Americans often react to problems with a conclusion that “there ought to be a law.” But on occasion, we get so wrapped up in the process of making law that we forget what the problem was. This is especially dangerous at the federal level, where the rulemaking process takes so long that the problem may have been solved already.
A good example is a new set of rules proposed by the EPA to regulate methane emissions from oil and gas operations. These rules are aimed at an air quality problem that has been debated for years.The proposal is intended to lower methane emissions from oil and natural gas wells by about 45 percent from 2012 to 2022, a task already being addressed by energy producers across the country. But rather than acknowledge the industry’s voluntary efforts, which are paying off in a big way, national environmental activists and the EPA still prefer top-down, heavy-handed federal rules. One activist recently wrote that “Without these regulations, we know industry won’t take comprehensive action to address the methane problem.”
Actually, we don’t have to rely entirely on the good will of the corporate world, because reducing such emissions are clearly in their own self-interest. That’s why even the EPA reports that methane emissions from oil and gas systems are declining, negating the need for new regulations. A September 2014 report showed that methane from oil and natural gas systems fell 12 percent between 2011 and 2013, “with the largest reductions coming from hydraulically fractured natural gas wells, which have decreased by 73 percent during that period.” These decreases are especially significant, given that they occurred during an almost unprecedented drilling boom.
Some of these reductions can be attributed to earlier regulations, of course, though much of the decline was due to voluntary efforts, including “green completions” in which methane is captured, processed, and sold as fuel. Many drilling companies began using green completions more than a decade ago.
The reason such voluntary efforts work is not only because energy companies are public-spirited people, though most of them are. In fact, oil and gas operators have no incentive to allow methane to dissipate into the air because it is worth money. If they can capture it, they can sell it as a key component of natural gas. Just as dairy farmers do not purposefully spill milk, the energy industry has no interest in spilling methane gas.
Last year Colorado became the first state in the nation to put strict limits on methane emissions from oil and gas operations. The State rules require industry to reduce methane leaks by 95 percent – both from existing wells and new wells, along with storage tanks and other facilities. By contrast, EPA’s new federal mandates target methane emissions only from new wells. In other words, the Colorado state rules are more comprehensive than the federal proposal.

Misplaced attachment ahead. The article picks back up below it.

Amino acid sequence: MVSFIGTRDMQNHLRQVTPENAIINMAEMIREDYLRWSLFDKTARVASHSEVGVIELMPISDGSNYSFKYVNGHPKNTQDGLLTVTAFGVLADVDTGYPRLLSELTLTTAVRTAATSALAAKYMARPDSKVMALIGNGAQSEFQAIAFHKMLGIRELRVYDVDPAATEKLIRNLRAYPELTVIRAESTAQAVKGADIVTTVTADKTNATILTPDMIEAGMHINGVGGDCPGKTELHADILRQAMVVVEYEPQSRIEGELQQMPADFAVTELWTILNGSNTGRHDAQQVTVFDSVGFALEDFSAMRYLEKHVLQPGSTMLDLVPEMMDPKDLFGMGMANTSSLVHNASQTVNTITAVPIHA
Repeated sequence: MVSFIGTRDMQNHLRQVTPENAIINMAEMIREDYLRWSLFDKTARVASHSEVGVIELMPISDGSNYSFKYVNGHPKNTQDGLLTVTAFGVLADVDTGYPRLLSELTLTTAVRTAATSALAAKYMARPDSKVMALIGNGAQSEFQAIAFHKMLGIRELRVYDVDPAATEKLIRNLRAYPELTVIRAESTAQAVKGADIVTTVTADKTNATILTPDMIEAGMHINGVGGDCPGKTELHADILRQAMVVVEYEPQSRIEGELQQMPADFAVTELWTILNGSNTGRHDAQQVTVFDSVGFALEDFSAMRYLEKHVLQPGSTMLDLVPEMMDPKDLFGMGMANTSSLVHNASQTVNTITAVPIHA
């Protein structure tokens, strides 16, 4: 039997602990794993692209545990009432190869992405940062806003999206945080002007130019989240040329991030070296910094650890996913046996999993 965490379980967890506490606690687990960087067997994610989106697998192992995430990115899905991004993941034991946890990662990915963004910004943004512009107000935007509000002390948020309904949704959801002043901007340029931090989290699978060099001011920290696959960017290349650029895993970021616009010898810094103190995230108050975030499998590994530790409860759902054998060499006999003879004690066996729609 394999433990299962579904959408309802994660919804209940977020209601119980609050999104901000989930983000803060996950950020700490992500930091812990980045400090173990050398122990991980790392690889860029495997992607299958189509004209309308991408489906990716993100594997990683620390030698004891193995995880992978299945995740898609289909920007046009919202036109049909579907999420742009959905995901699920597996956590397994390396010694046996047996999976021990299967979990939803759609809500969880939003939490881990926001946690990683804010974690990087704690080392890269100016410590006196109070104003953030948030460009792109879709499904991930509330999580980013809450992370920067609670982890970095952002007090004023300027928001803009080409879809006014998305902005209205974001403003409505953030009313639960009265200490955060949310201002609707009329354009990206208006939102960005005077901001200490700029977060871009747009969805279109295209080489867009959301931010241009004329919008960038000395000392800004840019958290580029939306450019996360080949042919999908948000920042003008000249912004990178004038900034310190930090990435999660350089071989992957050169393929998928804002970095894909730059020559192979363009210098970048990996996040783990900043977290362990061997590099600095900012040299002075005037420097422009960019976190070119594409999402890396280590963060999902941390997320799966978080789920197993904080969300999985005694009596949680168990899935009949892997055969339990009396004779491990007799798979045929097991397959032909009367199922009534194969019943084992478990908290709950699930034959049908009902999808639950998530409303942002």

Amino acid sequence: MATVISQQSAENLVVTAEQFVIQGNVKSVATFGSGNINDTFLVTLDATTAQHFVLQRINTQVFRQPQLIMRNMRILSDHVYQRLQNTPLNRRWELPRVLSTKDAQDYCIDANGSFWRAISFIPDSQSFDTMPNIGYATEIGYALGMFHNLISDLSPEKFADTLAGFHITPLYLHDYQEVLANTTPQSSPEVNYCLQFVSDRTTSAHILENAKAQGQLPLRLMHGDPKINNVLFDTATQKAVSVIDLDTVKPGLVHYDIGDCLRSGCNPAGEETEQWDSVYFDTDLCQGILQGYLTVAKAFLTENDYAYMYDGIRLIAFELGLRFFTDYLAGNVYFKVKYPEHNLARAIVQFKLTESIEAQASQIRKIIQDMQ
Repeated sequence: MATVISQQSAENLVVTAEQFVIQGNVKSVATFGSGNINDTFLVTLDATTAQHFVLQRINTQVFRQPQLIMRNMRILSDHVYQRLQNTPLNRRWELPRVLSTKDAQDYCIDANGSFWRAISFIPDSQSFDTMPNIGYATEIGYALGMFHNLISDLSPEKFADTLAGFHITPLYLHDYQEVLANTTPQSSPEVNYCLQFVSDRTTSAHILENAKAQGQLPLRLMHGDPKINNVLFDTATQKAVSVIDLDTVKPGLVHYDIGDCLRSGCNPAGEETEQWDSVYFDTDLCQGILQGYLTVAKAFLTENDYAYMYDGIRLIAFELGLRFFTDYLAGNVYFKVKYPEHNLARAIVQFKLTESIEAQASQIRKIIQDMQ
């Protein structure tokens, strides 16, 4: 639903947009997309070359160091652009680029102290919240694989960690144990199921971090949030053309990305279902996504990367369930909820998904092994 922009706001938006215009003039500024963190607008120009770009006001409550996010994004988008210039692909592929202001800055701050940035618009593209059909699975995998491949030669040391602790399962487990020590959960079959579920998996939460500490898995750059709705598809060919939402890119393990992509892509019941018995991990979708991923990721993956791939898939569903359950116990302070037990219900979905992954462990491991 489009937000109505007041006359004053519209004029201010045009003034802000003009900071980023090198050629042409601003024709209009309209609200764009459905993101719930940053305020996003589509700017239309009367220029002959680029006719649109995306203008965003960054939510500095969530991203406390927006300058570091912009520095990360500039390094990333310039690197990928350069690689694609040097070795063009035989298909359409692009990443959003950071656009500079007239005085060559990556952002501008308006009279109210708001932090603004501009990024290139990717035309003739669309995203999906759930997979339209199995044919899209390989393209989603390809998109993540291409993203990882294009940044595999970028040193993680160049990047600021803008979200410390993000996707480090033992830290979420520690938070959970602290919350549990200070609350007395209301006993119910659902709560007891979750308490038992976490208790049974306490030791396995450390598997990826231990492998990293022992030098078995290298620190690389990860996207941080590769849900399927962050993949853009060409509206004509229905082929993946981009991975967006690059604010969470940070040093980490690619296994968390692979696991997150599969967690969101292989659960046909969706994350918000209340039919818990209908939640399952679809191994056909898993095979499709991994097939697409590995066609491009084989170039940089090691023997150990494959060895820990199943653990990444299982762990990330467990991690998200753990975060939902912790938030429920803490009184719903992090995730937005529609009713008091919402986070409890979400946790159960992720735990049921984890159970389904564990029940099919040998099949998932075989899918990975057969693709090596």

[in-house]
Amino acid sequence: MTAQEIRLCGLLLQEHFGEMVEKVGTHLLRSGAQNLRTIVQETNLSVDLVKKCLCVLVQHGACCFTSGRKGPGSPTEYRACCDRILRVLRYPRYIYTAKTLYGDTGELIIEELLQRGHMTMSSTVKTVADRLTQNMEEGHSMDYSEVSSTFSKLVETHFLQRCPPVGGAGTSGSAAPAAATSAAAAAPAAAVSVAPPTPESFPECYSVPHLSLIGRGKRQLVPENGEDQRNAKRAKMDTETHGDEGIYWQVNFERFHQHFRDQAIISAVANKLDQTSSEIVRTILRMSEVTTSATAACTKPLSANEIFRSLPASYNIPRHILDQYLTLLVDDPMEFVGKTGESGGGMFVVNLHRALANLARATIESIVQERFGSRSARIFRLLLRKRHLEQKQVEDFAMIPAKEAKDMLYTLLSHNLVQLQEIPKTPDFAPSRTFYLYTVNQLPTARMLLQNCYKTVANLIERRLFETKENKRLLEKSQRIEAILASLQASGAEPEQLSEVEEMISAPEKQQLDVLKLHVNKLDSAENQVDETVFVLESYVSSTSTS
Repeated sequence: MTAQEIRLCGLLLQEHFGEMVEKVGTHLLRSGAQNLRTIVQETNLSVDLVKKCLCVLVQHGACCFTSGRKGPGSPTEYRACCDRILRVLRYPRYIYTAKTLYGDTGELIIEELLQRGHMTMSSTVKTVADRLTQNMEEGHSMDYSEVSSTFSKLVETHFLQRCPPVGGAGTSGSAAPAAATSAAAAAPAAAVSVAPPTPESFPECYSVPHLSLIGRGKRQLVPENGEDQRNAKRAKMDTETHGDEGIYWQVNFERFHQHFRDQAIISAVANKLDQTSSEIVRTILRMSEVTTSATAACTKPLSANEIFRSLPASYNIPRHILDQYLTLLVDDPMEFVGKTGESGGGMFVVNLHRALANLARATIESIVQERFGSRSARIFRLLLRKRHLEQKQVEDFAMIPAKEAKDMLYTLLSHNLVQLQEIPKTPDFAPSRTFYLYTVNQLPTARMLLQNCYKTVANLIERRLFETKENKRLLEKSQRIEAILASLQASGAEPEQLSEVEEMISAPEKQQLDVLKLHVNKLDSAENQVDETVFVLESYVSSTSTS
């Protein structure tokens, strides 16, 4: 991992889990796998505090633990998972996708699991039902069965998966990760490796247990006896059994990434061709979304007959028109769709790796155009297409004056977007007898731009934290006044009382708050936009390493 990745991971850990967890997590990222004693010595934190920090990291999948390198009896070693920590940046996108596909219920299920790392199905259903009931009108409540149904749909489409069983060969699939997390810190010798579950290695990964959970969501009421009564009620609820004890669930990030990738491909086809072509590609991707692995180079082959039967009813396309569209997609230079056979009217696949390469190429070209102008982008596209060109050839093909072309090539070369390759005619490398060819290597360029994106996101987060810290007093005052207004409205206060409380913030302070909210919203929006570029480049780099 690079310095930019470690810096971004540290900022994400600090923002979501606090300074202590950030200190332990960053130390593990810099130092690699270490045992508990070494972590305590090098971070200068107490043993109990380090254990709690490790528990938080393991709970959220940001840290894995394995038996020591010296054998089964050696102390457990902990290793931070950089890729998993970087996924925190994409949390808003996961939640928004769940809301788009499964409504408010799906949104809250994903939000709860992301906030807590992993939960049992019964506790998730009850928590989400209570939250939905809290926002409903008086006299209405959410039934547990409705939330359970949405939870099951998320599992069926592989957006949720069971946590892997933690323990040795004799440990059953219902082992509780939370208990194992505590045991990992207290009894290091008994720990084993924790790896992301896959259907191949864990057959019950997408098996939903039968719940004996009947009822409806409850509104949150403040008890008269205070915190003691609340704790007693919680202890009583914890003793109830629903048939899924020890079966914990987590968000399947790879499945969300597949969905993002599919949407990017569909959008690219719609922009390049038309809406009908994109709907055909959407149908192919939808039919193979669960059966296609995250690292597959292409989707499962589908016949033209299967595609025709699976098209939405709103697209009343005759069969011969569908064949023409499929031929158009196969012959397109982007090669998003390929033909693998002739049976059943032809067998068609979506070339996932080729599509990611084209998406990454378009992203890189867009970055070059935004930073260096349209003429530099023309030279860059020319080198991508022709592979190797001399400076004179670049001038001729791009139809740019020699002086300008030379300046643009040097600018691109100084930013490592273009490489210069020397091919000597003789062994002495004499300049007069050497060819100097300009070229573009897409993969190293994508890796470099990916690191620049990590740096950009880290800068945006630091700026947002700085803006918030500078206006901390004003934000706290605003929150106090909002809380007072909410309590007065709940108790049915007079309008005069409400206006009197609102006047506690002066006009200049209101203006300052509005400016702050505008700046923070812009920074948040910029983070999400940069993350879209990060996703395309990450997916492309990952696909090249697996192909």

So in our State, the proposed federal regulations are a solution in search of a problem. Instead of solving an issue we already addressed, the regulations will be an unnecessary nuisance, increasing energy costs with no benefit.
As Kathleen Sgamma, vice president of government and public relations for the Western Energy Alliance, put it, “The problem with EPA making mandatory what industry is already doing is that it simply adds bureaucratic layers that remove flexibility and innovation while discouraging the development of the single most significant source of U.S. greenhouse gas reductions.”
My own impression is that the proposed federal regulations have more to do with politics than mitigating climate change or any other environmental issue. Such regulations are dear to the national environmental lobby, and thus key to the flow of campaign funds. Is it a coincidence that the rules are expected to take effect during the coming 2016 election year?
In fact, these methane regulations are out-of-date before they are completed, demonstrating another clear example of Washington regulators being behind the times. Perhaps the rules took so long to write that they simply didn’t notice the need had evaporated. As Rachel Bunzey of EnergyInDepth noted, technology is “advancing faster than natural gas opponents, who are always debating yesterday’s issues. They’re still talking flaring and open pits, while the industry has moved well beyond both.”
We used to file memos sometimes, noting at the top the acronym OBE – “Overtaken By Events.” The problem discussed had already been solved, so the memo was no longer needed. Perhaps the next Administration should use “OBE” on such plans.
(A version of this column originally appeared in the Grand Junction Daily Sentinel October 2, 2015)